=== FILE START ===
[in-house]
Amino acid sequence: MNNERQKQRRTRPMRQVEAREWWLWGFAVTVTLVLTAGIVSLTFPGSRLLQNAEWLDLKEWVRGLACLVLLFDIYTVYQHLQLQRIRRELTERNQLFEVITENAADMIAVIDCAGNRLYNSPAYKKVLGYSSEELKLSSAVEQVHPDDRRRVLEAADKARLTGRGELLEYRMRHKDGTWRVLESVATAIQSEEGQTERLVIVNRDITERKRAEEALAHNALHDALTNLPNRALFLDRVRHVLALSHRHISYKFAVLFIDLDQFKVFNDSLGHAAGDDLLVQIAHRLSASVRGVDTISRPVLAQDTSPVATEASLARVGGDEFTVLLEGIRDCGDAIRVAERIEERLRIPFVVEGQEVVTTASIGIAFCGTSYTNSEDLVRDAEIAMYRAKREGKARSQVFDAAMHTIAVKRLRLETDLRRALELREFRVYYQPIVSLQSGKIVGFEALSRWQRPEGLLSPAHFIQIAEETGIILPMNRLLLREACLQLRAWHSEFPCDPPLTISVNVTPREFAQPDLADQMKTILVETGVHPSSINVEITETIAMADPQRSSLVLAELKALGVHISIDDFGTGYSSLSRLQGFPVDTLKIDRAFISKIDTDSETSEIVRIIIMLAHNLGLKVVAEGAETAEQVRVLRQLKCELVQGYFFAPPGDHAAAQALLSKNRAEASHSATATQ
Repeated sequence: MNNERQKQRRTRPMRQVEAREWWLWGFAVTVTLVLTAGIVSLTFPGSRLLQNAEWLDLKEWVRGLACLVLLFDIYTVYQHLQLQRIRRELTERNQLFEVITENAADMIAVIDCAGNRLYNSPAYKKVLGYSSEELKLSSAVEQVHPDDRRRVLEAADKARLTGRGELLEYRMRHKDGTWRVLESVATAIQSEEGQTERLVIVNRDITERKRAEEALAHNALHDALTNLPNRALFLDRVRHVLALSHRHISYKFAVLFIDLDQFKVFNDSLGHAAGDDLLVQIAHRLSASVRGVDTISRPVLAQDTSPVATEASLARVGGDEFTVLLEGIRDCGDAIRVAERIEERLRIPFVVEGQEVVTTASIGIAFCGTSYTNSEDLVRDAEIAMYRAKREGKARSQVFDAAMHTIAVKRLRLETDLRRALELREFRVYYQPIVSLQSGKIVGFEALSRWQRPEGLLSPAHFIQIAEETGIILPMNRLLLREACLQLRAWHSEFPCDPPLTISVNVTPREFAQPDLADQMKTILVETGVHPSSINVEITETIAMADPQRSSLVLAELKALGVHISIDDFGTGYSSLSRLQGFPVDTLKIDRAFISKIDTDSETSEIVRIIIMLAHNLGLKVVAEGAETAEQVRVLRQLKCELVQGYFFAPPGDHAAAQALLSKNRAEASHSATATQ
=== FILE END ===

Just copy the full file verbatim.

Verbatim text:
[in-house]
Amino acid sequence: MNNERQKQRRTRPMRQVEAREWWLWGFAVTVTLVLTAGIVSLTFPGSRLLQNAEWLDLKEWVRGLACLVLLFDIYTVYQHLQLQRIRRELTERNQLFEVITENAADMIAVIDCAGNRLYNSPAYKKVLGYSSEELKLSSAVEQVHPDDRRRVLEAADKARLTGRGELLEYRMRHKDGTWRVLESVATAIQSEEGQTERLVIVNRDITERKRAEEALAHNALHDALTNLPNRALFLDRVRHVLALSHRHISYKFAVLFIDLDQFKVFNDSLGHAAGDDLLVQIAHRLSASVRGVDTISRPVLAQDTSPVATEASLARVGGDEFTVLLEGIRDCGDAIRVAERIEERLRIPFVVEGQEVVTTASIGIAFCGTSYTNSEDLVRDAEIAMYRAKREGKARSQVFDAAMHTIAVKRLRLETDLRRALELREFRVYYQPIVSLQSGKIVGFEALSRWQRPEGLLSPAHFIQIAEETGIILPMNRLLLREACLQLRAWHSEFPCDPPLTISVNVTPREFAQPDLADQMKTILVETGVHPSSINVEITETIAMADPQRSSLVLAELKALGVHISIDDFGTGYSSLSRLQGFPVDTLKIDRAFISKIDTDSETSEIVRIIIMLAHNLGLKVVAEGAETAEQVRVLRQLKCELVQGYFFAPPGDHAAAQALLSKNRAEASHSATATQ
Repeated sequence: MNNERQKQRRTRPMRQVEAREWWLWGFAVTVTLVLTAGIVSLTFPGSRLLQNAEWLDLKEWVRGLACLVLLFDIYTVYQHLQLQRIRRELTERNQLFEVITENAADMIAVIDCAGNRLYNSPAYKKVLGYSSEELKLSSAVEQVHPDDRRRVLEAADKARLTGRGELLEYRMRHKDGTWRVLESVATAIQSEEGQTERLVIVNRDITERKRAEEALAHNALHDALTNLPNRALFLDRVRHVLALSHRHISYKFAVLFIDLDQFKVFNDSLGHAAGDDLLVQIAHRLSASVRGVDTISRPVLAQDTSPVATEASLARVGGDEFTVLLEGIRDCGDAIRVAERIEERLRIPFVVEGQEVVTTASIGIAFCGTSYTNSEDLVRDAEIAMYRAKREGKARSQVFDAAMHTIAVKRLRLETDLRRALELREFRVYYQPIVSLQSGKIVGFEALSRWQRPEGLLSPAHFIQIAEETGIILPMNRLLLREACLQLRAWHSEFPCDPPLTISVNVTPREFAQPDLADQMKTILVETGVHPSSINVEITETIAMADPQRSSLVLAELKALGVHISIDDFGTGYSSLSRLQGFPVDTLKIDRAFISKIDTDSETSEIVRIIIMLAHNLGLKVVAEGAETAEQVRVLRQLKCELVQGYFFAPPGDHAAAQALLSKNRAEASHSATATQ